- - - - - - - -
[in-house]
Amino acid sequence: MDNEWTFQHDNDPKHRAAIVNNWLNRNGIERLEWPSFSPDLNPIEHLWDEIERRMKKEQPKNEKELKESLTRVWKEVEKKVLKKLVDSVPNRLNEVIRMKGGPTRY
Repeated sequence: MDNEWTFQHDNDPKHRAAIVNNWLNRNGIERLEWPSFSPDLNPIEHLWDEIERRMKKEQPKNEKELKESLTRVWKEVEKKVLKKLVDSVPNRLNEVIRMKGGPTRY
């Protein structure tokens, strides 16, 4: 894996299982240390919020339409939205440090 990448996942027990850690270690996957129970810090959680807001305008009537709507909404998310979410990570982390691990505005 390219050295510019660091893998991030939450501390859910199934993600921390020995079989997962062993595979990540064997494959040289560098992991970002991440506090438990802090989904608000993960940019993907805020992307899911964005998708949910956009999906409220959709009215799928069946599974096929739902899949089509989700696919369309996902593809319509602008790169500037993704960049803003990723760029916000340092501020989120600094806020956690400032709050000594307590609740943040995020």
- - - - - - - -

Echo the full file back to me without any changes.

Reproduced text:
[in-house]
Amino acid sequence: MDNEWTFQHDNDPKHRAAIVNNWLNRNGIERLEWPSFSPDLNPIEHLWDEIERRMKKEQPKNEKELKESLTRVWKEVEKKVLKKLVDSVPNRLNEVIRMKGGPTRY
Repeated sequence: MDNEWTFQHDNDPKHRAAIVNNWLNRNGIERLEWPSFSPDLNPIEHLWDEIERRMKKEQPKNEKELKESLTRVWKEVEKKVLKKLVDSVPNRLNEVIRMKGGPTRY
């Protein structure tokens, strides 16, 4: 894996299982240390919020339409939205440090 990448996942027990850690270690996957129970810090959680807001305008009537709507909404998310979410990570982390691990505005 390219050295510019660091893998991030939450501390859910199934993600921390020995079989997962062993595979990540064997494959040289560098992991970002991440506090438990802090989904608000993960940019993907805020992307899911964005998708949910956009999906409220959709009215799928069946599974096929739902899949089509989700696919369309996902593809319509602008790169500037993704960049803003990723760029916000340092501020989120600094806020956690400032709050000594307590609740943040995020």